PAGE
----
Travel photographers, whether they shoot landscapes, cityscapes, or candid moments and portraits, will likely love the EOS RP for the same, simple reasons: it’s the lightest, smallest full-frame camera around. When the 1-lb body is paired with, say, the Canon RF 24-240mm f/4-6.3 IS USM superzoom for casual photography, and maybe the Canon RF 35mm f/1.8 IS Macro for candid portraits and close-up work, any travel photographer would have a great time with the RP.
For those who travel specifically so that they can shoot more serious landscapes or cityscapes, of course, the less competitive dynamic range could become an issue when compared to a Sony or a Nikon. This is a valid concern, but it takes quite a bit of pixel-peeping in really difficult lighting conditions in order to really see a difference. In other words, you might have to bracket a really contrasty sunset HDR every now and then, so, just ask yourself, is that trade-off worth the portability factor?
Of course, if you’re shopping for L lenses, then the RF 15-35mm f/2.8 L IS is not particularly portable compared to other wide-angle zooms, nor is the RF 24-70mm f/2.8 L IS. Combining either of these lenses with the EOS RP, in total, isn’t necessarily a significantly more portable kit compared to other choices, and in terms of versatility, other options do have more to offer.
Oppositely, the RF 70-200mm f/2.8 L IS is a very different, unique new optical design, and when paired with the EOS RP it is a delight to shoot with compared to any other body and 70-200 2.8 combo!
What Is The Best Nightscape, Milky Way, or Timelapse Camera?
We’ve talked about vlogging, and we’ve talked about general travel photography, which are likely the two most popular things that you might consider using the Canon EOS RP for. Personally, though, I’m also looking for the ultimate camera for wilderness adventure photography, and nightscape & timelapse photography.
In this regard, the EOS RP is a delight to hike up a mountain or through the desert with. You can use the built-in timelapse and long exposure features for really cool results, although unfortunately, you can’t power the camera directly from USB power, you’ll have to use a dummy battery.
By the way, for timelapse and nightscape photography, (two things which often go hand-in-hand, really) we could definitely mention the Sigma FP again, since timelapse photography is something the FP is a perfect candidate for. The ability to shoot raw ~6K (24 MP) still timelapse frames and also RAW 4K video frames in the same DNG format is a beautiful thing! However, the Sigma FP costs twice as much as the Canon EOS RP, so again, it’s really aimed at more professional users.
Why You Should (Or Should Not) Consider The Canon EOS RP
So, we’ve talked about the different types of photography you might want to use an RP for. But, why should you actually choose it, instead of an alternative that is just as good, or better, for those same photographic subjects?
There are a number of factors, many of which we’ve already touched on, such as portability, the fully-articulated LCD, and the Canon RF lens selection. We’ll break down the advantages, disadvantages, and how they compare to the alternatives.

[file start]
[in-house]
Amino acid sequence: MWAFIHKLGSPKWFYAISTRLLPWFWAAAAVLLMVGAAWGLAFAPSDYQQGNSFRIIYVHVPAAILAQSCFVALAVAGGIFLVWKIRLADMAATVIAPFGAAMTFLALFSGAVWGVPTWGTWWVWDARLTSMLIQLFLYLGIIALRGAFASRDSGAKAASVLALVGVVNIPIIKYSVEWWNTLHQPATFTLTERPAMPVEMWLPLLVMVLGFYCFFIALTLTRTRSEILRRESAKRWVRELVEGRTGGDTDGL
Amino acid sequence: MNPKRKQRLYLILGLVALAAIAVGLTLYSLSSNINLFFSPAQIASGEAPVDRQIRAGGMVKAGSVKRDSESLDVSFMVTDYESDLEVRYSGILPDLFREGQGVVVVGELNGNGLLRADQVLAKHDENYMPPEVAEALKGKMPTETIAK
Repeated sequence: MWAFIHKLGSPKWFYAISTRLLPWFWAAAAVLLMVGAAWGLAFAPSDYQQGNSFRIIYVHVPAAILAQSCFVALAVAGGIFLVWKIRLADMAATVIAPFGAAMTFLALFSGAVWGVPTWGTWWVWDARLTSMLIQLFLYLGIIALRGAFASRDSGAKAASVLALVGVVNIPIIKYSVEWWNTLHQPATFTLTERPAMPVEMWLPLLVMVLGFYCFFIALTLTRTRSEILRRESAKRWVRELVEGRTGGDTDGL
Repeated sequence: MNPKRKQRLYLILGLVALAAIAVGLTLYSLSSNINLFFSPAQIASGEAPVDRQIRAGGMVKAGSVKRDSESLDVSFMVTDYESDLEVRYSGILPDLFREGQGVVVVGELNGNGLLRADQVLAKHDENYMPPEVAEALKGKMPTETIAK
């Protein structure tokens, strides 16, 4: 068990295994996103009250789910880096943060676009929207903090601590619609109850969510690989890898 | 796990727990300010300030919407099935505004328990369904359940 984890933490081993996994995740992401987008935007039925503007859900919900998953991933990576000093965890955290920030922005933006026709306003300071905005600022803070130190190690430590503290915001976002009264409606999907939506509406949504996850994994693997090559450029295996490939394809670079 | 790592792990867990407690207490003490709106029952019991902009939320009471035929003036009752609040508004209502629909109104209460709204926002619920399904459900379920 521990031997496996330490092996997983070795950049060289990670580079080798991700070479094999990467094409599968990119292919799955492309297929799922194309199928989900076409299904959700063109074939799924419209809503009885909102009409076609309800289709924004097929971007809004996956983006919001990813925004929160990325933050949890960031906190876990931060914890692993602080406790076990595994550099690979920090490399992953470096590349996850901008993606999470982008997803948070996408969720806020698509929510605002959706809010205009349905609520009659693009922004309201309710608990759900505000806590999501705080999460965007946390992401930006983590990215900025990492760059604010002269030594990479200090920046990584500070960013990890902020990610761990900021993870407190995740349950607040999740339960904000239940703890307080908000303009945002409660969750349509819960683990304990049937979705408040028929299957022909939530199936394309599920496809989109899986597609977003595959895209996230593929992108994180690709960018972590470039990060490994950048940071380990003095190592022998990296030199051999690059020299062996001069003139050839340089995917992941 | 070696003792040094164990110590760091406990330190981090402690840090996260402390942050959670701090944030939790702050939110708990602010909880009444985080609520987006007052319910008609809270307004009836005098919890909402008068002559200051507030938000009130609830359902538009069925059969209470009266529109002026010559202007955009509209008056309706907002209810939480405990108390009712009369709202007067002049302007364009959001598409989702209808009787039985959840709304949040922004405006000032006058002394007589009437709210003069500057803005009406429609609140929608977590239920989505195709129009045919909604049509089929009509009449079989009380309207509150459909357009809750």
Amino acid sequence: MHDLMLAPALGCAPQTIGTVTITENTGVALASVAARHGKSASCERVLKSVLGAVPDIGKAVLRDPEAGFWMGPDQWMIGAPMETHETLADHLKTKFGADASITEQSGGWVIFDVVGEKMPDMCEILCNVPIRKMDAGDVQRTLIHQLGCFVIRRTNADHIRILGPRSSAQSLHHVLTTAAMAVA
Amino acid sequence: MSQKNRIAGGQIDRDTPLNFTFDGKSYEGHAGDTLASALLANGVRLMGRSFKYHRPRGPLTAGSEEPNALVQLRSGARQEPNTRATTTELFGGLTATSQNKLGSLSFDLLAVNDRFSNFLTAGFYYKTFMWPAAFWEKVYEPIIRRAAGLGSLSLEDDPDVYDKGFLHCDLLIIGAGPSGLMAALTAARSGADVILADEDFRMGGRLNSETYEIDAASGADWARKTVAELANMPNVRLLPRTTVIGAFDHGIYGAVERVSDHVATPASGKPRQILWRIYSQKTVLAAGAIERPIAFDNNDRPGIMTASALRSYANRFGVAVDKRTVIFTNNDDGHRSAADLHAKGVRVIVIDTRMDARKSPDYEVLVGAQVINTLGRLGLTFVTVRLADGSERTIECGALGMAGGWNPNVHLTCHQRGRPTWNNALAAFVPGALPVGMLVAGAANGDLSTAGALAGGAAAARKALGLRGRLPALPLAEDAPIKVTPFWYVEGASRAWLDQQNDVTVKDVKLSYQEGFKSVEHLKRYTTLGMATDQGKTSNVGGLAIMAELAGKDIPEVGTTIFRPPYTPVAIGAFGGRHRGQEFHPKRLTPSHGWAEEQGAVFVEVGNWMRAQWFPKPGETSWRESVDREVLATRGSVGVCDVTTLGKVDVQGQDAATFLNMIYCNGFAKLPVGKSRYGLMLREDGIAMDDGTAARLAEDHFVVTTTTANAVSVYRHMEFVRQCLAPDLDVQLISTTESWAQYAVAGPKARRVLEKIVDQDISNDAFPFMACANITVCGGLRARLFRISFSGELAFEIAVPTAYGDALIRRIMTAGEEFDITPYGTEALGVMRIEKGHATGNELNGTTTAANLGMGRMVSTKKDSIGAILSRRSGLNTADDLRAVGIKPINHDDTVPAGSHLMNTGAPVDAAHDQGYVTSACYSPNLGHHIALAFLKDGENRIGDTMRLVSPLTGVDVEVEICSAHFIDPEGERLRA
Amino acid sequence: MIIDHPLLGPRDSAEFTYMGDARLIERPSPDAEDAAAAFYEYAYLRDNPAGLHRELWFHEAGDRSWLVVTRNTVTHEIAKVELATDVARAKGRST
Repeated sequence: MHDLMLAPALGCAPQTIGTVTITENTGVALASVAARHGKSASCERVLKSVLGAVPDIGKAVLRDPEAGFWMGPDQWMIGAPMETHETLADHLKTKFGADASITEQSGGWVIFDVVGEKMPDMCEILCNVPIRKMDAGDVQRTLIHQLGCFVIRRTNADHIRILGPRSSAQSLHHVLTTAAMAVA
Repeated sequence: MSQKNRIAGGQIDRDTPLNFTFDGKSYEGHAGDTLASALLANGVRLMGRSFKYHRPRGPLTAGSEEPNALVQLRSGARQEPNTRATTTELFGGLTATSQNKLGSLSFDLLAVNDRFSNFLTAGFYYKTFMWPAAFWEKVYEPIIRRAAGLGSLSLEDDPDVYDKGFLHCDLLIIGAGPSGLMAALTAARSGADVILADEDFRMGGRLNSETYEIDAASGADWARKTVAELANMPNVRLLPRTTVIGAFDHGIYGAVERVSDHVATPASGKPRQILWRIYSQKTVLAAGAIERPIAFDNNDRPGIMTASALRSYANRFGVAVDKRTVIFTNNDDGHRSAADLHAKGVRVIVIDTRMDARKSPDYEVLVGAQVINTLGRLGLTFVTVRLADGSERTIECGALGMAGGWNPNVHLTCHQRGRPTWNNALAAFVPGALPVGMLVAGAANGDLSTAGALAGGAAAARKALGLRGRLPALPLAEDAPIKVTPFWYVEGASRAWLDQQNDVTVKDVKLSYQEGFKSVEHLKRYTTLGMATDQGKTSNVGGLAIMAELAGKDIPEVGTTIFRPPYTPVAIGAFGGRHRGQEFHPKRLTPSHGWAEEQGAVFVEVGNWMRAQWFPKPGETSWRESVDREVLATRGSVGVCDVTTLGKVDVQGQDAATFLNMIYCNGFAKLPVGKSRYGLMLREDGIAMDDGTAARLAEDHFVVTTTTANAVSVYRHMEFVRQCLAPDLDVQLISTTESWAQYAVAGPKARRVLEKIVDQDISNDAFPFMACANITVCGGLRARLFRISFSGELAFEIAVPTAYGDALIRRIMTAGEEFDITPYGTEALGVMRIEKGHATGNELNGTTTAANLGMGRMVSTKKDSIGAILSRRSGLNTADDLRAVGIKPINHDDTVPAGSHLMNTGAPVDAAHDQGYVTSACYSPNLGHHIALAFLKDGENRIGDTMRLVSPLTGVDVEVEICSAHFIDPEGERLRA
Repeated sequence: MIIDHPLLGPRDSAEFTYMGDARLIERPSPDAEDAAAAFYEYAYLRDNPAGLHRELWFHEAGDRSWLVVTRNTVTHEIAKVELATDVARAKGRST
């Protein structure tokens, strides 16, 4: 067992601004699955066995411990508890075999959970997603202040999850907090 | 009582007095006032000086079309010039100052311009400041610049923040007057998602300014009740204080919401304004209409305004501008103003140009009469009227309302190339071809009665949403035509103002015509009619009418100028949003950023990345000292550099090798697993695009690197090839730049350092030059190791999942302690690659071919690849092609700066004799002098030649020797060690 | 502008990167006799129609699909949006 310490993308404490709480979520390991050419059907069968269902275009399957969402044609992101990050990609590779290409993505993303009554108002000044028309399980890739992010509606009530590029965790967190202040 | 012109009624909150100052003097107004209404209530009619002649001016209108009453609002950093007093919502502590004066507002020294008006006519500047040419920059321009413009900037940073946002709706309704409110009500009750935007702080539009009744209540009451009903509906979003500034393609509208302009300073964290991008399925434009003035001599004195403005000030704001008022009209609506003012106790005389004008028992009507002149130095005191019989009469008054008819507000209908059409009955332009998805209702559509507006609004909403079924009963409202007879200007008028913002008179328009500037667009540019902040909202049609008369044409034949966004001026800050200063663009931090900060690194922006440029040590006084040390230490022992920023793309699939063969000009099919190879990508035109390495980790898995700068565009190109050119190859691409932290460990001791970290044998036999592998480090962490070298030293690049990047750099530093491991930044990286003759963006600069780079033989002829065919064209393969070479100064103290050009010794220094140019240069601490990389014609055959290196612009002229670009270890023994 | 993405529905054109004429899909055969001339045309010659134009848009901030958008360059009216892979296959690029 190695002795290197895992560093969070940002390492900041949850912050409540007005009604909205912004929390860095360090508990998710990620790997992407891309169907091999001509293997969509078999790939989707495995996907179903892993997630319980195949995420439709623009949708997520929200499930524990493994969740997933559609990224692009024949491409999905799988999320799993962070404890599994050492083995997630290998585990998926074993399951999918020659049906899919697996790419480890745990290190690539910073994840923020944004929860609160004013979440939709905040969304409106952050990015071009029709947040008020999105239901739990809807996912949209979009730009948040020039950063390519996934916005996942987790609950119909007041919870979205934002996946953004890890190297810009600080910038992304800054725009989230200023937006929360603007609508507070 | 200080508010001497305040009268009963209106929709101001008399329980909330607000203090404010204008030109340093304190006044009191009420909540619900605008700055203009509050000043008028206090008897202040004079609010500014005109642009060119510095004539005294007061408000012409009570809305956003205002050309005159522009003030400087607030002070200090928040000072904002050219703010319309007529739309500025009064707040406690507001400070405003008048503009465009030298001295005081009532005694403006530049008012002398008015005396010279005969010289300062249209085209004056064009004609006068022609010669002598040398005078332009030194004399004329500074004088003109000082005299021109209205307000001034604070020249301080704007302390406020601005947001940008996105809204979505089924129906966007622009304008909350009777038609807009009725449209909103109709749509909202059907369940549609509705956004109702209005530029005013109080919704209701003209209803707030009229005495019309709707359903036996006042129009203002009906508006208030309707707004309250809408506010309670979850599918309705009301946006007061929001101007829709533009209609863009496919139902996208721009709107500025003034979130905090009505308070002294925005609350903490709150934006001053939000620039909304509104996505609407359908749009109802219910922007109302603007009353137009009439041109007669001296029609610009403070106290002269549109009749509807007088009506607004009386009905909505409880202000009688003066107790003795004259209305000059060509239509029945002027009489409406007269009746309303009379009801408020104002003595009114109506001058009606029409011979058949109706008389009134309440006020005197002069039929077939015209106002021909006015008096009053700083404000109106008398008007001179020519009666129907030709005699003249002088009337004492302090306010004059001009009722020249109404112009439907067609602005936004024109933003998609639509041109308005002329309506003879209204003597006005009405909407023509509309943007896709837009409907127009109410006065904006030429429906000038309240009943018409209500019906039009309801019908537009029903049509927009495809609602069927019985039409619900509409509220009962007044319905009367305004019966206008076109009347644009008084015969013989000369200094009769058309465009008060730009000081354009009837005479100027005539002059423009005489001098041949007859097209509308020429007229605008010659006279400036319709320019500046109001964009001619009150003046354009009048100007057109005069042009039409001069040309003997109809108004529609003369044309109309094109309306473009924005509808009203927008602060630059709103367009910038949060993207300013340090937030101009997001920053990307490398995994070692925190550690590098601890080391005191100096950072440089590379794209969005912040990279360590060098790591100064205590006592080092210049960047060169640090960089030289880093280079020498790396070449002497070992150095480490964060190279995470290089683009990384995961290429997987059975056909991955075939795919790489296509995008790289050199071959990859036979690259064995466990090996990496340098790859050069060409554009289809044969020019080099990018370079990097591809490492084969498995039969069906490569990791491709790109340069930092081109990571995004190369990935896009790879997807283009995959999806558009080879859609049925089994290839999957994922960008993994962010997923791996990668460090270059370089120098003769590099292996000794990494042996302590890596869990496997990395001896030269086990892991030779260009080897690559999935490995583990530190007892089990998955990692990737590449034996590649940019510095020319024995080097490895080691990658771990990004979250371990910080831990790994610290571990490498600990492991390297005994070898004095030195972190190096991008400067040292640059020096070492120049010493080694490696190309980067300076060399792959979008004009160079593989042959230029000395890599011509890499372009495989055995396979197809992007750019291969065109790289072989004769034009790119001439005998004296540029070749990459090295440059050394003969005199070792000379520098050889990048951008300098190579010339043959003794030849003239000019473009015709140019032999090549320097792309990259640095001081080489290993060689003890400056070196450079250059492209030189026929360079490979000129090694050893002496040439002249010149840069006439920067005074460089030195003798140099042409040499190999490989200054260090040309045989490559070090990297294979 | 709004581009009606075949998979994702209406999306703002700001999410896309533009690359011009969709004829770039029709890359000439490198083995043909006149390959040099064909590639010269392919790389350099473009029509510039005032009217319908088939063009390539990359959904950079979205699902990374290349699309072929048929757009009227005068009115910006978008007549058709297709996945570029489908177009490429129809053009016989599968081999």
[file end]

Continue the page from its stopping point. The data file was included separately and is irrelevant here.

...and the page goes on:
Portability & Affordability
The bottom line is, no other full-frame camera costs just $900. If that’s your budget, then this is the camera for you. The only other relatively modern full-frame mirrorless camera that comes close to this price point is the Sony A7 II, which is now very outdated. And really, all it has to offer is the attractive price tag; everything else is really unattractive compared to the Sony A7 III, which still comes in at $1800-2000.
With that said, what if you have more to spend, but portability is still a huge priority? Honestly, the Sony A7 III, like the Canon EOS R, still don’t weight too much, and are also perfect for all kind of photography. The Sony A7III in particular, of course, has “everything”, such as dual SD card slots, full-width 4K video, IBIS, and class-leading image quality. If you have ~$2K to spend, just about the only thing you’ll miss in most cases might be the fully-articulating LCD screen.
Or, if you’re purely a video/timelapse shooter, and have plenty of money to spend but still want a truly portable setup, of course we go back to the Sigma FP being one of the most exotic full-frame video options around, in the official smallest full-frame package around.
It Makes The Best 2nd Or 3rd Camera
One thing that I forgot to mention about timelapse and video shooters, is, you can never have too many cameras. What if you’re not just shopping for one full-frame body, but two or three? Personally, as someone who does a lot of hiking and traveling, In many situations, I would much rather have a pair of EOS RP’s, instead of one other camera. Especially if the timelapse or nightscape photography conditions are ideal; having more than one camera at a time is a huge creative advantage. (Many long exposures and timelapses can take 1-4 hours to capture!)
Heck, if we’re spending lots of money and we want to own two or three cameras, I could easily see a Canon EOS RP (or two) pair perfectly with the Canon EOS R5 as a primary camera. (Say, you’re a landscape, wildlife, or nightscape/timelapse photographer, and you also create vlogs of your adventures.)
How Good Is The Canon EOS RP Dynamic Range?